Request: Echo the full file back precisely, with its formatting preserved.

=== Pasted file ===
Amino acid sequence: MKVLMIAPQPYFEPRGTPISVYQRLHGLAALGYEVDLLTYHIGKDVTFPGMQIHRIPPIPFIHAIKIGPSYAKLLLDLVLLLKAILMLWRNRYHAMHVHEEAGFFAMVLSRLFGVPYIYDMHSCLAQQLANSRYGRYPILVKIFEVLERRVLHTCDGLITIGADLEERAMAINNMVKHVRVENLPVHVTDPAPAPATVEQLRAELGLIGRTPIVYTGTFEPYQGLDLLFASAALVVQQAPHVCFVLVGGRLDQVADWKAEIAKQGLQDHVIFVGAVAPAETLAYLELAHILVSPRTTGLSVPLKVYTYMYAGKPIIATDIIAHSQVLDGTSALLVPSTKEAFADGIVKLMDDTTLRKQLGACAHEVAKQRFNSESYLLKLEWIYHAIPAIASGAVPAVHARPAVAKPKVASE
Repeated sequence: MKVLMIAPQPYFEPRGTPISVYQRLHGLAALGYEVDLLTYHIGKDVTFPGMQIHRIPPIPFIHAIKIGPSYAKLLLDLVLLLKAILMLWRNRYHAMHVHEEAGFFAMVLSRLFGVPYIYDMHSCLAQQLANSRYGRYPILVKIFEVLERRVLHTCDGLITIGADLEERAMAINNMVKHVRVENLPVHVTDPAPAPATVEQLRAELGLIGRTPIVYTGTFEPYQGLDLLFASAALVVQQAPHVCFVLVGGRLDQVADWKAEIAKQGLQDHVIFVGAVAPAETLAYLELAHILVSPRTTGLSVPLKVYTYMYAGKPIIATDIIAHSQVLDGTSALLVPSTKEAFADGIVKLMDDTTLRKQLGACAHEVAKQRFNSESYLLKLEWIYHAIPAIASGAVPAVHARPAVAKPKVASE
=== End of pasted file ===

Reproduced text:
Amino acid sequence: MKVLMIAPQPYFEPRGTPISVYQRLHGLAALGYEVDLLTYHIGKDVTFPGMQIHRIPPIPFIHAIKIGPSYAKLLLDLVLLLKAILMLWRNRYHAMHVHEEAGFFAMVLSRLFGVPYIYDMHSCLAQQLANSRYGRYPILVKIFEVLERRVLHTCDGLITIGADLEERAMAINNMVKHVRVENLPVHVTDPAPAPATVEQLRAELGLIGRTPIVYTGTFEPYQGLDLLFASAALVVQQAPHVCFVLVGGRLDQVADWKAEIAKQGLQDHVIFVGAVAPAETLAYLELAHILVSPRTTGLSVPLKVYTYMYAGKPIIATDIIAHSQVLDGTSALLVPSTKEAFADGIVKLMDDTTLRKQLGACAHEVAKQRFNSESYLLKLEWIYHAIPAIASGAVPAVHARPAVAKPKVASE
Repeated sequence: MKVLMIAPQPYFEPRGTPISVYQRLHGLAALGYEVDLLTYHIGKDVTFPGMQIHRIPPIPFIHAIKIGPSYAKLLLDLVLLLKAILMLWRNRYHAMHVHEEAGFFAMVLSRLFGVPYIYDMHSCLAQQLANSRYGRYPILVKIFEVLERRVLHTCDGLITIGADLEERAMAINNMVKHVRVENLPVHVTDPAPAPATVEQLRAELGLIGRTPIVYTGTFEPYQGLDLLFASAALVVQQAPHVCFVLVGGRLDQVADWKAEIAKQGLQDHVIFVGAVAPAETLAYLELAHILVSPRTTGLSVPLKVYTYMYAGKPIIATDIIAHSQVLDGTSALLVPSTKEAFADGIVKLMDDTTLRKQLGACAHEVAKQRFNSESYLLKLEWIYHAIPAIASGAVPAVHARPAVAKPKVASE